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This project work focuses on the reduction of weld undercuts using the Taguchi method. The phenomenon of weld undercuts constitutes a major problem for the welding industry. When undercuts occur, and particularly when such cuts are deep, it has a negative impact on the weld as it lowers the integrity and quality of the weldment. Therefore, efforts are made globally to reduce the depth of such weld undercuts to the barest minimum. Several optimization methods have been adopted; however, in this study, the Taguchi method is applied. “The smaller the better components” of the Taguchi method is applied. From the results obtained from applying this Taguchi method, the optimum process parameters obtained are A
_{2}-B
_{1}-C
_{2}, which are a voltage of 20 V, a current of 180 A, and a welding speed of 130 mm/s, required to form an undercut of 0.03 mm. Whereas the existing process parameters used by the company are A
_{1}-B
_{3}-C, which make an undercut to a depth of 0.09 mm. It is concluded that the use of Taguchi method has been able to reduce the depth of undercut as shown in this study. A step-by-step approach is presented in the study.

Weld bead geometry is severely negatively affected by the occurrence of the undercut phenomenon. Undercuts can be described as the presence of grooves along the edges of the weldment, usually observed in the welding of unskilled welders. These welders are often satisfied with their metal material joints simply being held together by the solidified molten weld metal upon cooling, without considering whether or not there was an adequate molten weld metal penetration in the parent metal’s joints gaps. Petershagen [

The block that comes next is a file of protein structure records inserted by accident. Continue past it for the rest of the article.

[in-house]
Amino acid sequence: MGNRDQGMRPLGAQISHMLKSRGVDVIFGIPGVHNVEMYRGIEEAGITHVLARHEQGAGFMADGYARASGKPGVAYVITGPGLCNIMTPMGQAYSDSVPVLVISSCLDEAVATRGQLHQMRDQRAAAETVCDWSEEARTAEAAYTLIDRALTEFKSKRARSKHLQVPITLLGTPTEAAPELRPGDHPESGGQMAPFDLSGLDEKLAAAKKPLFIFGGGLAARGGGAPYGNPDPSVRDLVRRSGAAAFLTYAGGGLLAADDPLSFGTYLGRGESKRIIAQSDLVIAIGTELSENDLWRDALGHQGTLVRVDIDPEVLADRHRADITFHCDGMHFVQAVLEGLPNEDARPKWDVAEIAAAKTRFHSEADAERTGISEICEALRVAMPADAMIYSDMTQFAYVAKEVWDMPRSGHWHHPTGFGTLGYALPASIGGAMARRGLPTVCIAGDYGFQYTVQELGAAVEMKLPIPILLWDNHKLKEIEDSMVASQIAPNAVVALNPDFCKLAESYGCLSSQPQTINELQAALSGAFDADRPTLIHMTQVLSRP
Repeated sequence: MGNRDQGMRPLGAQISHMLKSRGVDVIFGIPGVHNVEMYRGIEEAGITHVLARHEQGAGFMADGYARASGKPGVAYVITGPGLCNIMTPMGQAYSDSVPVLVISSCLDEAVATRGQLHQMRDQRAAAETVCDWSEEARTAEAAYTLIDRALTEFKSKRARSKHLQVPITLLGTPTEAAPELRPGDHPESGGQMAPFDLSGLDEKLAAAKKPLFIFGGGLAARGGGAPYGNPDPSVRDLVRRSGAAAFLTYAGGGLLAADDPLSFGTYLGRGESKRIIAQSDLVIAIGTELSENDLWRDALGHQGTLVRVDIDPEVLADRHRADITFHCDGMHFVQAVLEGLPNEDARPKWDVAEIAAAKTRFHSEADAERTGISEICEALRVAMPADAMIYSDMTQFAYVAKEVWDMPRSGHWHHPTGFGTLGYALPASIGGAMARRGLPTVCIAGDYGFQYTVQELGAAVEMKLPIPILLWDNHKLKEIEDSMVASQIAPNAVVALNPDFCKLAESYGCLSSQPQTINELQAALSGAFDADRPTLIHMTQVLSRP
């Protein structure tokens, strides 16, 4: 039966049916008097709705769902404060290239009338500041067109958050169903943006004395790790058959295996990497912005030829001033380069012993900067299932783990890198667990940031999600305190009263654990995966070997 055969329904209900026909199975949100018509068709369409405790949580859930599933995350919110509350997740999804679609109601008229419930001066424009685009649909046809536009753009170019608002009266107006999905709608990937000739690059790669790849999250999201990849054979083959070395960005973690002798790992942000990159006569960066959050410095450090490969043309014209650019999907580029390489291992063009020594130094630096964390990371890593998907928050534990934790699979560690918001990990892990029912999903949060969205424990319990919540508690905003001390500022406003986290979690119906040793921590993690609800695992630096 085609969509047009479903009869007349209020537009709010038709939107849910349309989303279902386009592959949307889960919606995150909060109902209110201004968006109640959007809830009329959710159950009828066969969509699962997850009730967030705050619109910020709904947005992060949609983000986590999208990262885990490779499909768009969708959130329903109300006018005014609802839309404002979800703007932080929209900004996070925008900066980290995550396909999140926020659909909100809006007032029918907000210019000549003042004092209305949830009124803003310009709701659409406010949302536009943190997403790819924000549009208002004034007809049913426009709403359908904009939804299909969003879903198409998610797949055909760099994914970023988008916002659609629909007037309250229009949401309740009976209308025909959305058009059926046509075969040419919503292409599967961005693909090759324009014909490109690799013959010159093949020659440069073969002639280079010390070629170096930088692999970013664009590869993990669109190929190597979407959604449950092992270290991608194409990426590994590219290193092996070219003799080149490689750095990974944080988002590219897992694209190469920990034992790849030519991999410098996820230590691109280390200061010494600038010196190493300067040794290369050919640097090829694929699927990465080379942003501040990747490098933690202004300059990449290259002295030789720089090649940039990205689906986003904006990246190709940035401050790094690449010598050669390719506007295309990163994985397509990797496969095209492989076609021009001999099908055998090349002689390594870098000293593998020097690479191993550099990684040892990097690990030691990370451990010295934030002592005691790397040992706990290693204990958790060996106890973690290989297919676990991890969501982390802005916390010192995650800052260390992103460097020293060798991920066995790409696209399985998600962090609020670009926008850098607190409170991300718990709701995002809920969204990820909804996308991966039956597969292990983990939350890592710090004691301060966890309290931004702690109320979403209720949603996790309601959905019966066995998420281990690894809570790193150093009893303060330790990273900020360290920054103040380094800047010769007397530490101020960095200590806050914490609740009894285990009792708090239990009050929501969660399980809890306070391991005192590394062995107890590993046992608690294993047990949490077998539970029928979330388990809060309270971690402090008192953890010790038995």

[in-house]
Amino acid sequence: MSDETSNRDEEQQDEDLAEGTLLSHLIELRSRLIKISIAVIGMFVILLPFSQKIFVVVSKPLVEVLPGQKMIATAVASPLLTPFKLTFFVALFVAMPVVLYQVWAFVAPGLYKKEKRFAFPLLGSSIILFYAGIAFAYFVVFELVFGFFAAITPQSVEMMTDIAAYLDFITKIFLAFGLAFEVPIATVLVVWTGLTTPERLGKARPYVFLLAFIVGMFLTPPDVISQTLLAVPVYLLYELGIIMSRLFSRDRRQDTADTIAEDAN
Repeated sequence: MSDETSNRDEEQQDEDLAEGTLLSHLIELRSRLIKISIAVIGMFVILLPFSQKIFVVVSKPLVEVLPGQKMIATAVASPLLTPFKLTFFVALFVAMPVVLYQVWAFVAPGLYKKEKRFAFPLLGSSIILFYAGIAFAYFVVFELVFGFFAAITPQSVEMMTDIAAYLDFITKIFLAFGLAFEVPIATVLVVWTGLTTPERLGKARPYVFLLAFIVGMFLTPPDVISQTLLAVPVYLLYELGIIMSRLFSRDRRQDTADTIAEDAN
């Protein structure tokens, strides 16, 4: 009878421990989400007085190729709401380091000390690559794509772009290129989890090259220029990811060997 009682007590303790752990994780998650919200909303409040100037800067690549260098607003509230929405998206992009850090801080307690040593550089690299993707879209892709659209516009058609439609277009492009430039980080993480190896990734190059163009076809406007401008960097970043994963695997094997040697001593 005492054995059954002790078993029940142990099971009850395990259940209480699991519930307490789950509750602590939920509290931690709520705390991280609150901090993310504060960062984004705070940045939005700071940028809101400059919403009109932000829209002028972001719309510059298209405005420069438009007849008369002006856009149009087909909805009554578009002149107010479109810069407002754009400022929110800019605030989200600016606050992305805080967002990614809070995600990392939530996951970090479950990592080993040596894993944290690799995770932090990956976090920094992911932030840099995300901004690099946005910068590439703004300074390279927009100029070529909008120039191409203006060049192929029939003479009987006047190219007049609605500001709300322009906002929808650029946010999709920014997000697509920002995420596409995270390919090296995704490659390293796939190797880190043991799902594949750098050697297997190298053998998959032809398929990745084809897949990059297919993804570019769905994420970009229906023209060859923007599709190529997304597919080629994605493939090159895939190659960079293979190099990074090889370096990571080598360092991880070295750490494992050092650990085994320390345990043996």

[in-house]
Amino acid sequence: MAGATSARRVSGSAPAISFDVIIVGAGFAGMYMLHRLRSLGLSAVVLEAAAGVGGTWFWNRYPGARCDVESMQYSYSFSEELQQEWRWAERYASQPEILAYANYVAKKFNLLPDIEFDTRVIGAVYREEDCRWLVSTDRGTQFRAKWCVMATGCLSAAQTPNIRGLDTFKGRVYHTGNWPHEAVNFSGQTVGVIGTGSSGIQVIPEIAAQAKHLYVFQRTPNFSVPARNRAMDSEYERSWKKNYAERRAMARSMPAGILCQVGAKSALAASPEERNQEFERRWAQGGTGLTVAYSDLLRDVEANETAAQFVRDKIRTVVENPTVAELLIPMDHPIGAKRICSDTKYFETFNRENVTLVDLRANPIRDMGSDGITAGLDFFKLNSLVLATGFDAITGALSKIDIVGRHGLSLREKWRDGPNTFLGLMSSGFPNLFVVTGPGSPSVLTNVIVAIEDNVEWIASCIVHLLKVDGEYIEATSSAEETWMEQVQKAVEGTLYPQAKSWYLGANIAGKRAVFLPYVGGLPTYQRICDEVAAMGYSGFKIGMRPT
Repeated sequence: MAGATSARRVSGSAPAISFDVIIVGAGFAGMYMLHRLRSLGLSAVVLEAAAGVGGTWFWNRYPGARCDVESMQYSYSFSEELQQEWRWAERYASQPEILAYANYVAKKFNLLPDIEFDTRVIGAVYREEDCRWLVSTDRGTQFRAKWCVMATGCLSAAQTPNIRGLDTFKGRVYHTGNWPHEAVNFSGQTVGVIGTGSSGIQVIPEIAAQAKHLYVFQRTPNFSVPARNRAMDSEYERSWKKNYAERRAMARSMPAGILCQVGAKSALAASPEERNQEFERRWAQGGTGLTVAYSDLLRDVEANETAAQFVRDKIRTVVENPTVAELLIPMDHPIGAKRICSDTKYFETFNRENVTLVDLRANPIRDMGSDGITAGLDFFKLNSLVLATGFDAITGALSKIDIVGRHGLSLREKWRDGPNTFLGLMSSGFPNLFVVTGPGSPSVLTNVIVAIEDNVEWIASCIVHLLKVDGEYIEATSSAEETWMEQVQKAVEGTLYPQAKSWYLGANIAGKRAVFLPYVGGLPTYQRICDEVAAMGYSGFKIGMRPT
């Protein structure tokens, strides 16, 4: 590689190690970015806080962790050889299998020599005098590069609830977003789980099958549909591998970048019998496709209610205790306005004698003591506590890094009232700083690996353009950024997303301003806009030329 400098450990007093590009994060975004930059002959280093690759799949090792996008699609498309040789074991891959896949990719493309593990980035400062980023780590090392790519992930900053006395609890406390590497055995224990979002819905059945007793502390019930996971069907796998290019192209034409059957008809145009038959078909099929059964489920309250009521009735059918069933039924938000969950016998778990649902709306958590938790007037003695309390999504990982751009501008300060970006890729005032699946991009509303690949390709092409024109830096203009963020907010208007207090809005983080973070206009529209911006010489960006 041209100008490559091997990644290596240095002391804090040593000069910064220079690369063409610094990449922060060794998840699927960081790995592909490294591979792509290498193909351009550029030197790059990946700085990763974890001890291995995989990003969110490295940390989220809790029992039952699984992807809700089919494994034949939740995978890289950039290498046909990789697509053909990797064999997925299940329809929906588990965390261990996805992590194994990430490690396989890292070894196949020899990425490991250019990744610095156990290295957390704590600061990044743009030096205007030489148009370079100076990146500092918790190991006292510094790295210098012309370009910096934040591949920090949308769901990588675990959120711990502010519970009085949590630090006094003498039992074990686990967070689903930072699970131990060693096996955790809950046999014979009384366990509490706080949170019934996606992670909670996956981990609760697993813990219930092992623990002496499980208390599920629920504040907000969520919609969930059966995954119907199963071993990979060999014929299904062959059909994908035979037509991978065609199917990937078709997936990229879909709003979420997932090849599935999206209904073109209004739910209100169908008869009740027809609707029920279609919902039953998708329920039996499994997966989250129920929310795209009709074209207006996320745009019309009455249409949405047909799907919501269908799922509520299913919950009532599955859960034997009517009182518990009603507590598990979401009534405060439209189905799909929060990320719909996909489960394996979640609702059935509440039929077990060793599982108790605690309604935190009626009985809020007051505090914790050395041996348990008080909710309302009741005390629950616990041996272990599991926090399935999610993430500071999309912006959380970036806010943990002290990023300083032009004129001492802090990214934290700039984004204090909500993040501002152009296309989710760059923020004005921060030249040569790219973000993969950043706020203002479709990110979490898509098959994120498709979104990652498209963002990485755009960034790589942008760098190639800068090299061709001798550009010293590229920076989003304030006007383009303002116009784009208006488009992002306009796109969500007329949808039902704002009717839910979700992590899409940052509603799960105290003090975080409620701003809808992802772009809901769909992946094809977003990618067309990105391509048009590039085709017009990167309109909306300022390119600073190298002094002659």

This study attempts to find the most economic solutions of applying models, tested in other areas, to weld technology. This is all in the bid to optimize gas metal arc welding process parameters required to reduce the formation of undercuts to the barest minimum. The integrity of the weldment could be improved by tweaking the welding process and removing practices which undermine the process. The top and undersides of a weldment are expected to meet specific standards. The top side which constitutes the bead is expected to have optimized bead geometry, where the bead height and width are preferred to be smaller in size. The undersides, where undercuts predominantly occur, usually appear in between parent metal joints at the point where the weldment ought to have leveled out with the parent metals.

When there is insufficient molten weld metal penetration and the point where the weld metal does not level out with the parent metal, the difference between the parent metal and the weld metal determines the size of the weld undercut. Garg et al. [

The heat affected zone (HAZ) includes the part of the parent metal which is intensively affected by the arc heat. Parts of this parent metal may melt and the melt would either flow into a lower part of the parent metal or vaporize into the atmosphere. This movement of melt could eventually cause the cross-sectional area of the parent metal to be reduced.

Alloying elements vaporization must also be taken into consideration. Alloying elements like zinc and magnesium are very volatile when exposed to intense heat. Therefore, if these alloying elements are exposed to prolonged heat application during welding, they have the tendency to vaporize. Garg et al. [

The authors also said that insufficient deposition of filler metal during welding could also cause weld undercut. This insufficient filler metal deposition could be as a result of very low voltage and current. These very low levels of voltage and current may not generate enough arc heat to melt the filler metal. Xu et al. [